• System Interpretation: complex systems should be documented and equipped as necessary to avoid any misinterpretation of the exchanged data (e.g. ensure no room for interpretation when sending a data file with detailed description of a complex ETCS network )

To date, there has been little coordination or consensus within the railway community over a standard for the exchange of information.

Thus multiple ‘standards’ have been developed for specific purposes, each with its own semantic, model, and file format. Consequentially, each ‘standard’ cannot be used for purposes other than the original one. Examples include formats designed for RINF, INSPIRE, ETCS projects, etc.

The consequence of this situation is:

  • Labor-intensive, repetitive developments in IT,
  • Long project lead times, and
  • Incompatibility between different standards, which has prevented the development of transformation software in a competitive market.

A standardised model

Ideal national situation with the RailTopoModel® and railML® (© IIRC)

The vision for a standardized data exchange process requires at least 3 components:

  • A logical model: to describe the railway system, network topology, infrastructure objects, interlocking rules,… their semantic and attributes.
  • An exchange format: to represent objects and attributes as structured data, typically in text format with a defined schema.
  • A toolbox for translation: to ensure consistency and quality in multiple translations from one format to another. i.e. for export/import between in-house IT solutions and the standard exchange format.


Together, those 3 components will provide an efficient data exchange toolset to ensure quality in all data transfer within the rail sector: no loss of semantic nor accuracy, no risk for misinterpretation between sender and receiver.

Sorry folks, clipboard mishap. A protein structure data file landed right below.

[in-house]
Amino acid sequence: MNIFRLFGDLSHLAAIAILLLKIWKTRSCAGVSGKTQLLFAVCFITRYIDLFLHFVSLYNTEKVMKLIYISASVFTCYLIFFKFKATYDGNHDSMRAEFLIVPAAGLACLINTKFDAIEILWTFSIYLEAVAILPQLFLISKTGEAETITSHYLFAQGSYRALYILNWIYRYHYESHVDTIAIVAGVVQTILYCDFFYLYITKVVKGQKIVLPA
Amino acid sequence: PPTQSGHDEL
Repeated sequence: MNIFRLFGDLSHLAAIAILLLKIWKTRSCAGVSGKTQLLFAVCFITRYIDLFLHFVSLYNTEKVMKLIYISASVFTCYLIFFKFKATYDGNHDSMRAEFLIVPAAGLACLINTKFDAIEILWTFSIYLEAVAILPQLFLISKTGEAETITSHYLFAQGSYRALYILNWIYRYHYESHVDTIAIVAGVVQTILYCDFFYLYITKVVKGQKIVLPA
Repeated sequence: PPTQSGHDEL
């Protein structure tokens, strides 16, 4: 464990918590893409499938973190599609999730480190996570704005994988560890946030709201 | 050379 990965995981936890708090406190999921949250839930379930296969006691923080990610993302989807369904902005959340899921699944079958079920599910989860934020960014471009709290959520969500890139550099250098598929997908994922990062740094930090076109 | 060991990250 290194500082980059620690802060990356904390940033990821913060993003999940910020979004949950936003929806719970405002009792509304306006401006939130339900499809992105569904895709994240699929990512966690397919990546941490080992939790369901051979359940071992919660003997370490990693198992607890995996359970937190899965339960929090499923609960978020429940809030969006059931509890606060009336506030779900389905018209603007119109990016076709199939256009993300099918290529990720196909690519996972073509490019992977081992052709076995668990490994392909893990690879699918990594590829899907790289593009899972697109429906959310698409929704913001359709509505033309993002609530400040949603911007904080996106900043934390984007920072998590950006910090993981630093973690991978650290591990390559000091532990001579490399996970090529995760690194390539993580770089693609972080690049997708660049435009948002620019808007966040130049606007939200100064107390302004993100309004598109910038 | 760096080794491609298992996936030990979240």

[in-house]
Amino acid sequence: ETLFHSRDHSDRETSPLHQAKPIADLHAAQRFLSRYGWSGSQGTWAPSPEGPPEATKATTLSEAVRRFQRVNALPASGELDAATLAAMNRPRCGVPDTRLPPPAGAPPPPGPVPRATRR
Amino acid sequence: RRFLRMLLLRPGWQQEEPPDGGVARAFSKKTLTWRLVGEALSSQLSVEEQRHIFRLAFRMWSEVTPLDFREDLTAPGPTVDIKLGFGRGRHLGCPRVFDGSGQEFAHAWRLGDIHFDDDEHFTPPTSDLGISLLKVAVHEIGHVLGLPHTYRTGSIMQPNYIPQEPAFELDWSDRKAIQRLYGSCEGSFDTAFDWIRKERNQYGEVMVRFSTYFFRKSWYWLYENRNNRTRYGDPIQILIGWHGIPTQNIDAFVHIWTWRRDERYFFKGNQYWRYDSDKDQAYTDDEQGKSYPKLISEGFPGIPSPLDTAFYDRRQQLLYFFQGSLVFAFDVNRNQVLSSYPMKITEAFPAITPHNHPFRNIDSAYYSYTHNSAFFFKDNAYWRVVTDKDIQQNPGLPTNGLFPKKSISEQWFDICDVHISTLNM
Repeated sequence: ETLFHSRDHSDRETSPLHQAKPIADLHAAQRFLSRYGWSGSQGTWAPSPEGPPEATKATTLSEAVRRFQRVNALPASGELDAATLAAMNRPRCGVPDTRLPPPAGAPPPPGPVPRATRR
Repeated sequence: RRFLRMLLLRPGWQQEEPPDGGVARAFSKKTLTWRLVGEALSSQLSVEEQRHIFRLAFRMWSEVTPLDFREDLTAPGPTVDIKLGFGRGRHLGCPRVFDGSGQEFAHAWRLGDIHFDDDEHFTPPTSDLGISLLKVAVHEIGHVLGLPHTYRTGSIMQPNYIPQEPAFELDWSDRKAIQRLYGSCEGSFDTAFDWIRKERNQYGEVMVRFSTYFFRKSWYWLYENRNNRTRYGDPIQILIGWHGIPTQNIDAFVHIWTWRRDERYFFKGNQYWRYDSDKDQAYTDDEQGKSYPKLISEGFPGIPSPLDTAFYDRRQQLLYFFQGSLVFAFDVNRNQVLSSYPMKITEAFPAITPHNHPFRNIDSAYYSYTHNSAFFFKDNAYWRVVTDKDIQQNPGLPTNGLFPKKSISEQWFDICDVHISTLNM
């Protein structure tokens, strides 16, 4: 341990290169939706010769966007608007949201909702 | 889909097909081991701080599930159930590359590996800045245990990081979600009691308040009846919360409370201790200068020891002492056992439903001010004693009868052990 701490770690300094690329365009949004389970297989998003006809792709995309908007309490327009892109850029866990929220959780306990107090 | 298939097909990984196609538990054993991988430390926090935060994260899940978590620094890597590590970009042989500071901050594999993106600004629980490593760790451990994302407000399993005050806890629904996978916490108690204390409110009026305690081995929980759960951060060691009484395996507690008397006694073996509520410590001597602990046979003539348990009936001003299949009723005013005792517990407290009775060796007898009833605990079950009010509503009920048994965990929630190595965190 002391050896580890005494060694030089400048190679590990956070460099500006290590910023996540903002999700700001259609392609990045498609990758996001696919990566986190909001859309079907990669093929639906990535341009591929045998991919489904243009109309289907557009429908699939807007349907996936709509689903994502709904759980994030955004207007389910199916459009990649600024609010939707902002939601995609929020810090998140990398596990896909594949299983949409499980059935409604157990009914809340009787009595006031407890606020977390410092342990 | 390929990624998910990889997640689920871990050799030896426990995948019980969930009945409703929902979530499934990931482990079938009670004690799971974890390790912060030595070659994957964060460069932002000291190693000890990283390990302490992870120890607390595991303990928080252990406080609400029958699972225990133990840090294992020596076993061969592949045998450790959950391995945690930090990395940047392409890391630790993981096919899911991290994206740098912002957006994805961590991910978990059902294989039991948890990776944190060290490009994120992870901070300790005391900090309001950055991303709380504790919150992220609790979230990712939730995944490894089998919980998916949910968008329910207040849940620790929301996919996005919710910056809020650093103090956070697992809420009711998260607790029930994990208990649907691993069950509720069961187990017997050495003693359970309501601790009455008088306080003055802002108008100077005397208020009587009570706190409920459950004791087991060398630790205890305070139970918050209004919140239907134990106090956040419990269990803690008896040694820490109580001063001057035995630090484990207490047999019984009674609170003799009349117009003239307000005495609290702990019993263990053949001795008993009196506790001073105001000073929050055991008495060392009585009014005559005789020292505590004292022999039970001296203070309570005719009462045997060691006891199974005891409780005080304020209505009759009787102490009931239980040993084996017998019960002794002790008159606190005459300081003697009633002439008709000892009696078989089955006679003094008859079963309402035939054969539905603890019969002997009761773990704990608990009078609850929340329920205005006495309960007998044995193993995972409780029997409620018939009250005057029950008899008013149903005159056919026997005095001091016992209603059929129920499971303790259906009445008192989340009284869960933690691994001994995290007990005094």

Such solution will allow exchange of all types of information, in all dimensions and life cycle of the rail sector using a standard format: infrastructure description and status, interlocking and routes, timetabling and traffic control etc...

The collaboration between RailTopoModel® Project team and the railML® initiative aimed at providing this complete toolbox for data exchange as a first priority.

There are currently two components available to support the exchange of information the domain of railway infrastructure.

Semantic model RailTopoModel® is a generic railway data model designed to support current and future business needs. It is particularly useful for engineering activities – mainly dealing with installations and components.
railML® railML® 3 is the latest evolution of the standard format created by railML.org.

railML® 3 is design is total compliancy with RailTopoModel®.

The third component, toolbox for translation, should be published early 2017.

Benefits from a standardised model

Investing in standardized railway model and data exchange format will provide multiple benefits for the sector, including:

  • Improved business performance, by ensuring a shared semantic between multiple actors, and speeding up collaborative processes.